Life has massively speeded up in recent years and many people are working too hard, for too many hours while feeling that they're achieving less, and that what they do achieve has becoming increasingly meaningless. The causes of this are complex and, therapists being people in society too, therapy has quietly divided itself over the years to reflect this.
One way offers a very limited number of free sessions determined by an employer. Employee Assistance Programmes (EAP) can be very useful indeed, some covering everything from financial advice to medical investigations but it has clear aims: to get your work performance back up where it was and to reduce the chance of you taking legal action against the employer. Decent employers know that if a workforce is at least not unhappy they're likely to be more productive and that counselling can be helpful, and many (EAPs) tell employers that 'the evidence' shows that 6 sessions is enough to cure everything. You'll know that 'evidence' is often contradictory and that the 'evidence' we choose is most often decided by what we can or want to afford.
Severe and long term funding cuts mean that low cost agencies and the NHS are overwhelmed and must limit the numbers of sessions they can offer if they are to attend to more than a few people at a time. They find themselves in the impossible position of symptom management rather than repair knowing that many people will return with the same or a new symptom because the cause hasn't been dealt with, and that many will simply resign themselves to suffering.
Actual therapy offers a longer term therapeutic engagement that allows space for your concerns to be understood and carefully addressed so that you move sustainably towards a life that is balanced, productive and enjoyable. I offer this for several reasons.
1. All the research shows that the one determining factor between effective and less effective therapy - whether that's short term or open ended work - is the therapeutic alliance: how well the client believes the therapist understands them, agrees with them on what the problems might be and on how best to deal with those problems. This necessarily takes time. It takes time to get used to the unique and unusual way of doing things that therapy requires, to trust a therapist you've never met and then to trust them enough to begin to say what's actually on your mind. It's not at all unusual to not know what's on your mind. Anxiety, stress, sadness, any headline feeling is incredibly multifaceted: after 6 sessions we might be beginning to be aware of what else might be going on.
2. Any issue that's large enough to bring you to therapy has taken some time to develop and is going to take more than 300 minutes to think about, let alone begin to address.
3. After 15 years+ of being a full time therapist in both ultra time limited symptom management and in longer term work, it's what I believe to be the best, the safest and the most productive way to do therapy. A doctor wouldn't just slap a cast on what you tell them is a broken bone. You'd expect them to do some investigations to determine what's actually going on, then take the most appropriate course of action, then want to see you a number of times afterwards. Therapy is similar. And just as it takes time for a bone to heal so psychological issues require time to heal, too. A healed bone causes most people little trouble, but when the weather gets cold or we get older, the bone can ache. Old wounds, long forgotten, can remind us they exist when things get tough.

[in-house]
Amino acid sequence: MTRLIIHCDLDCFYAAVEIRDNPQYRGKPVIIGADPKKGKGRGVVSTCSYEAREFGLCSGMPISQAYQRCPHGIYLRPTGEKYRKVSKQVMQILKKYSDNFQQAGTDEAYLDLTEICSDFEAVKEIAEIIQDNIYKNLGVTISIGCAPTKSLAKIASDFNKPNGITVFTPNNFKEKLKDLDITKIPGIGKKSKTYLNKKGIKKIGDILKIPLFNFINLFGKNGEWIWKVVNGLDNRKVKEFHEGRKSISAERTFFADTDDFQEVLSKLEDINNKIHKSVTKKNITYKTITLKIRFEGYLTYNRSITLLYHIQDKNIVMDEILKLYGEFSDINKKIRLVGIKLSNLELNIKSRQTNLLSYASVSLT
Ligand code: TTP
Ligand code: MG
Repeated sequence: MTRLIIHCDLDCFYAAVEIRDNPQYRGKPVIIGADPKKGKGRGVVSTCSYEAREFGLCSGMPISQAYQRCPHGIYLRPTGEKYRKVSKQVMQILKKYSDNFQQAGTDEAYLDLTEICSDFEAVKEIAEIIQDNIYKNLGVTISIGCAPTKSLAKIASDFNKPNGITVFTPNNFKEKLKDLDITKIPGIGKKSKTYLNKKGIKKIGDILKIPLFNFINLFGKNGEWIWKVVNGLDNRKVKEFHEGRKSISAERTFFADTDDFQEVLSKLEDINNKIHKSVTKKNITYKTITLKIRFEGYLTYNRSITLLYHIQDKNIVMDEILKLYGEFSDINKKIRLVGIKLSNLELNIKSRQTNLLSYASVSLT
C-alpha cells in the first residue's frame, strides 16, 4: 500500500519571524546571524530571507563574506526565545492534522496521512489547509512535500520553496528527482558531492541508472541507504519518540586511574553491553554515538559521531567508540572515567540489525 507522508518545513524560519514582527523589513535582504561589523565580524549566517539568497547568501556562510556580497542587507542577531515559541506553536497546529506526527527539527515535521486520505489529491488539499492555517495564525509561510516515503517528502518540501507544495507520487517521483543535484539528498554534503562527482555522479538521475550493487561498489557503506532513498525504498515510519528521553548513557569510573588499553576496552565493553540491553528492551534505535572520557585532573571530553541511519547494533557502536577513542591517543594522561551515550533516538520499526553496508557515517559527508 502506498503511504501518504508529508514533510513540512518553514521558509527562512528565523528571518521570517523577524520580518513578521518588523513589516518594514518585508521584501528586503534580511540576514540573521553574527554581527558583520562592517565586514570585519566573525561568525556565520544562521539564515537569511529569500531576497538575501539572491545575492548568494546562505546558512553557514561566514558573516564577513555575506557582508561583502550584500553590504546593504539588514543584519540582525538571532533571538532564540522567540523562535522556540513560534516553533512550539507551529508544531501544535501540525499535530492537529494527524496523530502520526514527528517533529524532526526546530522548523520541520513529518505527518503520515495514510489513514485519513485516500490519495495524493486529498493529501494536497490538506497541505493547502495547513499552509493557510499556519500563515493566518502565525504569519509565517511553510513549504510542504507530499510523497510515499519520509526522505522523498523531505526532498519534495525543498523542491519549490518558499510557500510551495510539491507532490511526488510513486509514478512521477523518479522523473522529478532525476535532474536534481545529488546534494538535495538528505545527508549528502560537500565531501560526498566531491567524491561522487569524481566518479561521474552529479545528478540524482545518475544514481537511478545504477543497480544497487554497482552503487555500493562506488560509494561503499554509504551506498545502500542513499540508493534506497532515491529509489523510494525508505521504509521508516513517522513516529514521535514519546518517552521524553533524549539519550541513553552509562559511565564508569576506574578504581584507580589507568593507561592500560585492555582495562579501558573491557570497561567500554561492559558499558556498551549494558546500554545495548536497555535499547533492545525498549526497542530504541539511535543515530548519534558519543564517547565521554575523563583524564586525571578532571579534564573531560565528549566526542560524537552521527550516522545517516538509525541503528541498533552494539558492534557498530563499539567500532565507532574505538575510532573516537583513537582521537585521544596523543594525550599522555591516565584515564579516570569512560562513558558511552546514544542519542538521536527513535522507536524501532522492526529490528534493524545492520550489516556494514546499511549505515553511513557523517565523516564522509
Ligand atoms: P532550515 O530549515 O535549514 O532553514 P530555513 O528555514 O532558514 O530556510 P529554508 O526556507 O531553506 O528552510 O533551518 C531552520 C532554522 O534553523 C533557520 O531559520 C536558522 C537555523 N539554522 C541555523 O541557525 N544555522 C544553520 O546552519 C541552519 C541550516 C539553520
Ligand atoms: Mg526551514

I promise, if it was possible to cure distress so easily mental health would not be getting the national and international attention that it is. We don't have xrays or blood tests that can identify a cause of emotional distress*, and while prescription medicines can be very useful indeed they are not a cure for meaninglessness, bullying, bereavement, loss, overwhelm or the many other causes of unhappiness.
How long? You can get some solid ground work done in 6 weeks. With both time limited and open ended therapy I've found that a vast majority of clients consistently find 10 or more weeks useful. Some stay for 4-6 months, many stay longer and like every half decent therapist I'm keen to avoid clients becoming dependent. The whole purpose of therapy is to help you move towards feeling more in control of your own life.
Give me a call on 07717 845 115 and let's see what's best for you.
*I'll often propose that a client visit their GP to see if they need blood tests that can identify things like anaemia, thyroid function, underlying infection or unstable blood sugar because these conditions have an emotional impact.